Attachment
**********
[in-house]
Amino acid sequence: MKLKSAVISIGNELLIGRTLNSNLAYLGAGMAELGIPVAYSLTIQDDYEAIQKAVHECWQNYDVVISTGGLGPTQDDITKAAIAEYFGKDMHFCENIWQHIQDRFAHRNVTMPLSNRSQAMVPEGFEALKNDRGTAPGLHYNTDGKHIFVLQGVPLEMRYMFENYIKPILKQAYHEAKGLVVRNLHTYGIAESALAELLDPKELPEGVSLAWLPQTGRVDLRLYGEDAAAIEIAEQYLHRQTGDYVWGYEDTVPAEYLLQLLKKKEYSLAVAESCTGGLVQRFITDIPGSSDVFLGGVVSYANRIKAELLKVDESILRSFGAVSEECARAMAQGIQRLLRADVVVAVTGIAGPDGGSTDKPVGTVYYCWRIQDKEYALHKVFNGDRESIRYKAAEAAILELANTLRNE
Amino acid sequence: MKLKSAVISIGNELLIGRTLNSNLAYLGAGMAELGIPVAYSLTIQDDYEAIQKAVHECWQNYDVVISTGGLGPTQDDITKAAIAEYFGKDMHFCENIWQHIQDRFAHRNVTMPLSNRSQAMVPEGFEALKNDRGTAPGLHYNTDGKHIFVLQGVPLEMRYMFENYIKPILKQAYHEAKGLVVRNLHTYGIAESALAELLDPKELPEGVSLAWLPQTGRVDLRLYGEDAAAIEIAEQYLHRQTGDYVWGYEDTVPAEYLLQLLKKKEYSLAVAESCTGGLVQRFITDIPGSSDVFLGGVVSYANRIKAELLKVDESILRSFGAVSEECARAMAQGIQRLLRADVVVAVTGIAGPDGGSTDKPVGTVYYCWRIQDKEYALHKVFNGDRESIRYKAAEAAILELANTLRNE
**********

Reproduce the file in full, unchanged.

[in-house]
Amino acid sequence: MKLKSAVISIGNELLIGRTLNSNLAYLGAGMAELGIPVAYSLTIQDDYEAIQKAVHECWQNYDVVISTGGLGPTQDDITKAAIAEYFGKDMHFCENIWQHIQDRFAHRNVTMPLSNRSQAMVPEGFEALKNDRGTAPGLHYNTDGKHIFVLQGVPLEMRYMFENYIKPILKQAYHEAKGLVVRNLHTYGIAESALAELLDPKELPEGVSLAWLPQTGRVDLRLYGEDAAAIEIAEQYLHRQTGDYVWGYEDTVPAEYLLQLLKKKEYSLAVAESCTGGLVQRFITDIPGSSDVFLGGVVSYANRIKAELLKVDESILRSFGAVSEECARAMAQGIQRLLRADVVVAVTGIAGPDGGSTDKPVGTVYYCWRIQDKEYALHKVFNGDRESIRYKAAEAAILELANTLRNE
Amino acid sequence: MKLKSAVISIGNELLIGRTLNSNLAYLGAGMAELGIPVAYSLTIQDDYEAIQKAVHECWQNYDVVISTGGLGPTQDDITKAAIAEYFGKDMHFCENIWQHIQDRFAHRNVTMPLSNRSQAMVPEGFEALKNDRGTAPGLHYNTDGKHIFVLQGVPLEMRYMFENYIKPILKQAYHEAKGLVVRNLHTYGIAESALAELLDPKELPEGVSLAWLPQTGRVDLRLYGEDAAAIEIAEQYLHRQTGDYVWGYEDTVPAEYLLQLLKKKEYSLAVAESCTGGLVQRFITDIPGSSDVFLGGVVSYANRIKAELLKVDESILRSFGAVSEECARAMAQGIQRLLRADVVVAVTGIAGPDGGSTDKPVGTVYYCWRIQDKEYALHKVFNGDRESIRYKAAEAAILELANTLRNE